A big sticking point for a lot of people was vaccine mandates. Great Britain implemented compulsory vaccination in the mid-1800s and people rioted in response.
In the U.S., vaccine dissenters organized to challenge state mandates. Eventually, in 1905 there was a famous Supreme Court case, Jacobson vs. Massachusetts. The case upheld the rights of states to enforce their vaccination laws, arguing that sometimes public welfare is more important than individual freedom. But even though the decision allowed for some exemptions, it mobilized the anti-vaccination movement in the U.S., providing them with fuel. As time went on, Dr. Hausman says that two broad groups of vaccine dissenters began to emerge. One group was largely made up of educated, middle-class people who had ideological objections to vaccines, believing them wrong or dangerous in some way. The other group was largely working-class, and they objected to the government’s intrusion on the family.
Vaccine dissenters believed the government should not be telling people what to do with their bodies— and that was especially true if there might be even a small amount of danger involved. “What you tend to see, in the United States at least, is a mingling of arguments about freedom and individual rights with the notion of bodily danger,” says Hausman.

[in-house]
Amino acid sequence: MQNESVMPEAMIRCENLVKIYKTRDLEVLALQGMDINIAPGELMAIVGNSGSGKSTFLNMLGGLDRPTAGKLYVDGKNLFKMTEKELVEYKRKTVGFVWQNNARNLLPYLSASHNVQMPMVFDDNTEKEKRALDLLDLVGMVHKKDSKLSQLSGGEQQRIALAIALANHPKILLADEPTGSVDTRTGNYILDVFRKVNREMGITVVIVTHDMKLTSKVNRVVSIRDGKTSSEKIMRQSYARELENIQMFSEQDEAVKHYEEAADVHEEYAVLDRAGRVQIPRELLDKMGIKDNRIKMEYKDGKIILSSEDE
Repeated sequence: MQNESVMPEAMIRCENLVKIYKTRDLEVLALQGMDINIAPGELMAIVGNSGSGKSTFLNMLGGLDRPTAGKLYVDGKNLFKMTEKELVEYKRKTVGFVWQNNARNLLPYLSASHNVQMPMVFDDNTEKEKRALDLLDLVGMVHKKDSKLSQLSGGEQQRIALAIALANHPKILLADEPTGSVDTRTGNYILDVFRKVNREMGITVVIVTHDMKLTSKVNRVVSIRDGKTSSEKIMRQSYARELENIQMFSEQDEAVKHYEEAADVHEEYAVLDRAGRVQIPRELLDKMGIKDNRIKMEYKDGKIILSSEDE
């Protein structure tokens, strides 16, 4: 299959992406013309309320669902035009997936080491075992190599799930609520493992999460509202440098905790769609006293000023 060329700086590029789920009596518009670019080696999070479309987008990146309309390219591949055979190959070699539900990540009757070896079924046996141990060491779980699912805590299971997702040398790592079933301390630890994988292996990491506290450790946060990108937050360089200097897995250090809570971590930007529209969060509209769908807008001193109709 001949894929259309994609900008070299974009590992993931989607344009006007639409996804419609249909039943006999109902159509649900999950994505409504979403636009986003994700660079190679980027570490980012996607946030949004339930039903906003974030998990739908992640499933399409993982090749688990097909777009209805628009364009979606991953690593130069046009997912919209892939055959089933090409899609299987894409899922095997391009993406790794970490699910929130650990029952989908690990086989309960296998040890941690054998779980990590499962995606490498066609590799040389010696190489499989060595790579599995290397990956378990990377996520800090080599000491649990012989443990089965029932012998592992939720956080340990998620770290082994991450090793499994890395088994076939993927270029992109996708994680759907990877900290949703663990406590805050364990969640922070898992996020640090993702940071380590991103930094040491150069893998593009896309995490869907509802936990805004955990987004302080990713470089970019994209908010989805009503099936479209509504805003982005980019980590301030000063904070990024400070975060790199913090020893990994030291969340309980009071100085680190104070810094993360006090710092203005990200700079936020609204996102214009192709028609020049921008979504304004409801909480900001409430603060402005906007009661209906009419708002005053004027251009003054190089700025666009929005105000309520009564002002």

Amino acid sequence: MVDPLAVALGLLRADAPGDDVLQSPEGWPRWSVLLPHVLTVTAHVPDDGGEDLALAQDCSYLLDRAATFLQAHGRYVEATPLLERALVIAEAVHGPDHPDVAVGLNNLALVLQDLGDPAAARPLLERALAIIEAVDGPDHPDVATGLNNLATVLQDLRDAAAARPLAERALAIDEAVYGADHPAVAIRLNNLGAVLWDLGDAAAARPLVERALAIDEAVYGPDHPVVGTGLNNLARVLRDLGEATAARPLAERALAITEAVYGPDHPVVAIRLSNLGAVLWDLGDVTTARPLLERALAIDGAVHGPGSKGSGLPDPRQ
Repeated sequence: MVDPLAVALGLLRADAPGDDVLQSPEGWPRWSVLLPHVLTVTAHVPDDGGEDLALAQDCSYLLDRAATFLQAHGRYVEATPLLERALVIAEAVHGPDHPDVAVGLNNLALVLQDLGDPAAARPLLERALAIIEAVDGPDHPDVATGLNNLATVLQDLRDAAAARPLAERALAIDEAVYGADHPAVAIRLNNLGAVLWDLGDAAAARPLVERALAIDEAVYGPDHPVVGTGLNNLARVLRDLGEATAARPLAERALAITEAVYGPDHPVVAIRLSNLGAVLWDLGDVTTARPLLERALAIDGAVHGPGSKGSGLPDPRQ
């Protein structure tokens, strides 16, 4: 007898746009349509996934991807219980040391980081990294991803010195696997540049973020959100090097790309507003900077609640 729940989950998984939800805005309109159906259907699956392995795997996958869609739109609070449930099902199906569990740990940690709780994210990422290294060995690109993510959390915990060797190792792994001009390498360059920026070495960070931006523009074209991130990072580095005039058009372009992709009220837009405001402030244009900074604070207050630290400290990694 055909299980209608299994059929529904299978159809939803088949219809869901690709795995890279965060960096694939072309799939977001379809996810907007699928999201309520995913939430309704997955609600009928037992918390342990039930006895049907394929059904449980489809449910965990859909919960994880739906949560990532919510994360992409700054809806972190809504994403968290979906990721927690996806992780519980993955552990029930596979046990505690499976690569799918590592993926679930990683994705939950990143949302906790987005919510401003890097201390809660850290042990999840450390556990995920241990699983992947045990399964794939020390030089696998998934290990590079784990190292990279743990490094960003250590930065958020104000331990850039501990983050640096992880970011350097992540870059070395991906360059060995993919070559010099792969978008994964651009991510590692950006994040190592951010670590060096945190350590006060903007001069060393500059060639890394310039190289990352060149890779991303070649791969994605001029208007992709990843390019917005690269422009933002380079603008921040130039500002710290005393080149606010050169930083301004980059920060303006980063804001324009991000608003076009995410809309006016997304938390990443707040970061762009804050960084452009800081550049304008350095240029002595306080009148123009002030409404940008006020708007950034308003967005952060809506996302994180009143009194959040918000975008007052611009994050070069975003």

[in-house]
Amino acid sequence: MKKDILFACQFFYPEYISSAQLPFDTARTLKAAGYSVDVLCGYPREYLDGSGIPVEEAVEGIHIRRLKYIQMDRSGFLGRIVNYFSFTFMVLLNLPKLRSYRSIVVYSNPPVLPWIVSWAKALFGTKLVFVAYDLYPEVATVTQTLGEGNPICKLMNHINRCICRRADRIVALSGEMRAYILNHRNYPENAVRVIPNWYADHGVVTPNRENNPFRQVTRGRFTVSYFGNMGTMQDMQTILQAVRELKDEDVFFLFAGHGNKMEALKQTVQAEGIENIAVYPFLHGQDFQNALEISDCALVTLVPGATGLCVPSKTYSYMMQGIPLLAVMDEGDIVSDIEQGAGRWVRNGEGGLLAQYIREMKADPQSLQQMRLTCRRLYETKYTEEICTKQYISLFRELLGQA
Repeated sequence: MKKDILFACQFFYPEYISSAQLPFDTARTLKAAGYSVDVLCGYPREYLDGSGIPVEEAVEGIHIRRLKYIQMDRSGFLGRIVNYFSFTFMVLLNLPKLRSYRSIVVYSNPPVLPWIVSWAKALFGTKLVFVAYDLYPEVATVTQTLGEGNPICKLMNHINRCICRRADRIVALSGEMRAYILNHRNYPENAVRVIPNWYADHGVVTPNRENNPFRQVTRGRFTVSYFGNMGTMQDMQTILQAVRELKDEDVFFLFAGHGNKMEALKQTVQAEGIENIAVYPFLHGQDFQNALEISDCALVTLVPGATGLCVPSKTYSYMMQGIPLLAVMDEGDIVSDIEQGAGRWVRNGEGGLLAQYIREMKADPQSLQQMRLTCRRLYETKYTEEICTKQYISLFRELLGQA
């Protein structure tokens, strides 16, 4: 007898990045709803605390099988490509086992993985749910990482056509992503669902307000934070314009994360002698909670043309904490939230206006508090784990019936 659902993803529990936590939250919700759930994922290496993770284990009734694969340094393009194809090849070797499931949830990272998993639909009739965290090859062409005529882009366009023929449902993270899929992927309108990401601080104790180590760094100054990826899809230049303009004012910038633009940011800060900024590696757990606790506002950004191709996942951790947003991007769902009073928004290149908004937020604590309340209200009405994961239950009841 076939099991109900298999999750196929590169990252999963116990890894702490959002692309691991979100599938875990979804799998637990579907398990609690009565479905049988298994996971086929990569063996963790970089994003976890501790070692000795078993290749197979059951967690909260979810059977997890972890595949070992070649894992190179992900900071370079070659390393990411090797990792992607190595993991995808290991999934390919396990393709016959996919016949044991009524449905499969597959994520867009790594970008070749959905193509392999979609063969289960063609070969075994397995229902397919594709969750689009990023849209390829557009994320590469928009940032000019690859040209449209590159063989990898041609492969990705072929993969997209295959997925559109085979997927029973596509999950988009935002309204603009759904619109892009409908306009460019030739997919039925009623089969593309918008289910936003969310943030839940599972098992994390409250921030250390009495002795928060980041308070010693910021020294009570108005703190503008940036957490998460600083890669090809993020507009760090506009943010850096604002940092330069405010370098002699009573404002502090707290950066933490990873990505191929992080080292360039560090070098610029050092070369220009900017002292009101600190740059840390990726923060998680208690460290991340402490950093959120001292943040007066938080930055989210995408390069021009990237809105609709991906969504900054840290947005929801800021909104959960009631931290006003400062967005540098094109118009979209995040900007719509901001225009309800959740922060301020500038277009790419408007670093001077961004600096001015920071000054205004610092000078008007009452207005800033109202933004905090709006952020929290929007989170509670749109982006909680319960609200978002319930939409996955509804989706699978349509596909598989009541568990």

Hausman traces the modern anti-vaccination movement to the 1970s when parents started to express concerns about the original pertussis vaccine, which caused high fevers and febrile seizures in some children. “There was an increasing belief that it could cause some neurological damage,” says Hausman.
In the early 80s, a TV news program called Vaccine Roulette highlighted the growing controversy. In general, the program emphasized the risks of the vaccine while minimizing the dangers of the actual disease. Some of its more serious claims have been debunked by further research. The story also provided a big platform for a group called Dissatisfied Parents Together, which would go on to become the National Vaccine Information Center — which is now one of the biggest self-styled “vaccine safety” organizations in the country.